By Philippe Descola
Translated by Janet Lloyd
Foreword by Marshall Sahlins
University of Chicago Press, 2013
488 pages, US$ 65.00 (hardcover)
Philippe Descola’s Beyond Nature & Culture is not a modest book. Having first appeared French in 2005, it systematizes some of the ideas previously set out in Descola’s ethnographic work among the Achuar people of the Amazon (e.g. Descola, 1997). In this new text, now published in English translation for the first time, Descola – a student of Lévi-Strauss, and Professor at the Collège de France – is concerned with nothing less the epistemological basis of anthropology itself. As a preparatory work for ‘a new charter for the future in gestation,’ he wants to convince us that ‘anthropology must shed its essential dualism and become fully monistic’ – that it must rid itself of an ‘epistemological regime’ which has become ‘the foundation of the whole development of anthropology and legitimates its successes’ (xvii, 305).
That regime, he claims, comes from an insistence on extending and universalizing a peculiarly Euro-American naturalism – itself an historical product of a strict separation between the cultural worlds of human beings, on the one hand, and the non-human things of nature, on the other. Collapsing such a distinction would of course place Descola, as Marshall Sahlins reminds us in a rather cranky preface, among ‘the Big-Time Thinkers of the discipline’ – and so we are confronted, here, with a fairly grand project in the old style (xi). A sense of theoretical occasion, of course, is in many ways refreshing. But many will already be wondering whether it is truly a lack of Big-Time Thinking (whatever that is) that accounts for anthropology’s current predicament. Others will be surprised to learn of their discipline’s ongoing commitment to the binary in question. I will return to these more critical remarks towards the end of this review. But first I want to set out Descola’s argument in some detail: at the heart of the book is a compelling and original account of where the nature-culture binary has come from, where it might go – and what we might imagine in its place.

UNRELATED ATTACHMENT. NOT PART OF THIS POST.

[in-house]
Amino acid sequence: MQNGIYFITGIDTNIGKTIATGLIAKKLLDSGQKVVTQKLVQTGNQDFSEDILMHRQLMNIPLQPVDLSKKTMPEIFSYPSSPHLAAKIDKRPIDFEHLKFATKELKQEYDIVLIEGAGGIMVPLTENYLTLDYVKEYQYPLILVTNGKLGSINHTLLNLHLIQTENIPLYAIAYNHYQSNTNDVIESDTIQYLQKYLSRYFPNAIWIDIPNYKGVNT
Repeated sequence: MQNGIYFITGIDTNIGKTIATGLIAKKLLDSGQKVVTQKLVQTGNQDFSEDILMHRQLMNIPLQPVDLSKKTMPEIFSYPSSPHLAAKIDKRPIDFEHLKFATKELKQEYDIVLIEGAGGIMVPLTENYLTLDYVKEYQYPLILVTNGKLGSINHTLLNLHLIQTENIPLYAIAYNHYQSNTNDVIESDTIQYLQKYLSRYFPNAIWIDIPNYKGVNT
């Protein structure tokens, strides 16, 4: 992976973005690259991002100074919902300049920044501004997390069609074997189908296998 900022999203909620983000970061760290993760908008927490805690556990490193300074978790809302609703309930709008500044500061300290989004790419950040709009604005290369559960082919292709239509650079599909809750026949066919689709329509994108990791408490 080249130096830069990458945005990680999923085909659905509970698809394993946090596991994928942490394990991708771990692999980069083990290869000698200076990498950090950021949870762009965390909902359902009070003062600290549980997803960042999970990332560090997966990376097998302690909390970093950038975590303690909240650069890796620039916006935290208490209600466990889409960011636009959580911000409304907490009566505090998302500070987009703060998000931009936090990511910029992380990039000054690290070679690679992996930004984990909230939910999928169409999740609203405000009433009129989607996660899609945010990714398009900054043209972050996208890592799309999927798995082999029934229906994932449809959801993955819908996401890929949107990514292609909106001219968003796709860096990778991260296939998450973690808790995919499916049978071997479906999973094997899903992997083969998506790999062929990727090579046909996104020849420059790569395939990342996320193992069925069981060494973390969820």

Descola’s starting point is the strange ethnocentricity of Euro-American naturalism – viz. the still fairly-recent binding of nature as ‘a domain of objects that were subject to autonomous laws that formed a background against which the arbitrariness of human activities could exert its many-faceted fascination,’ a development subsequently ‘ratified’ by an anthropology that then universalized this distinction across the globe (xv). The project that Descola gives himself in response to this strange situation is two-fold: first, it is to empirically demonstrate how provincial, in fact, is this insistence on the things of nature and the things of culture; second, and here is in fact the bulk of the text, having removed nature/culture dualism as the ground zero of qualitative social science, Descola wants to replace it with a plan of his own. At the heart of Beyond Nature and Culture is an attempt to describe some more deep-lying ‘schemas’ – which, claims Descola, can account for the appearance of a naturalism, but also for some quite different ways of identifying things in the world, and of forming relations with them.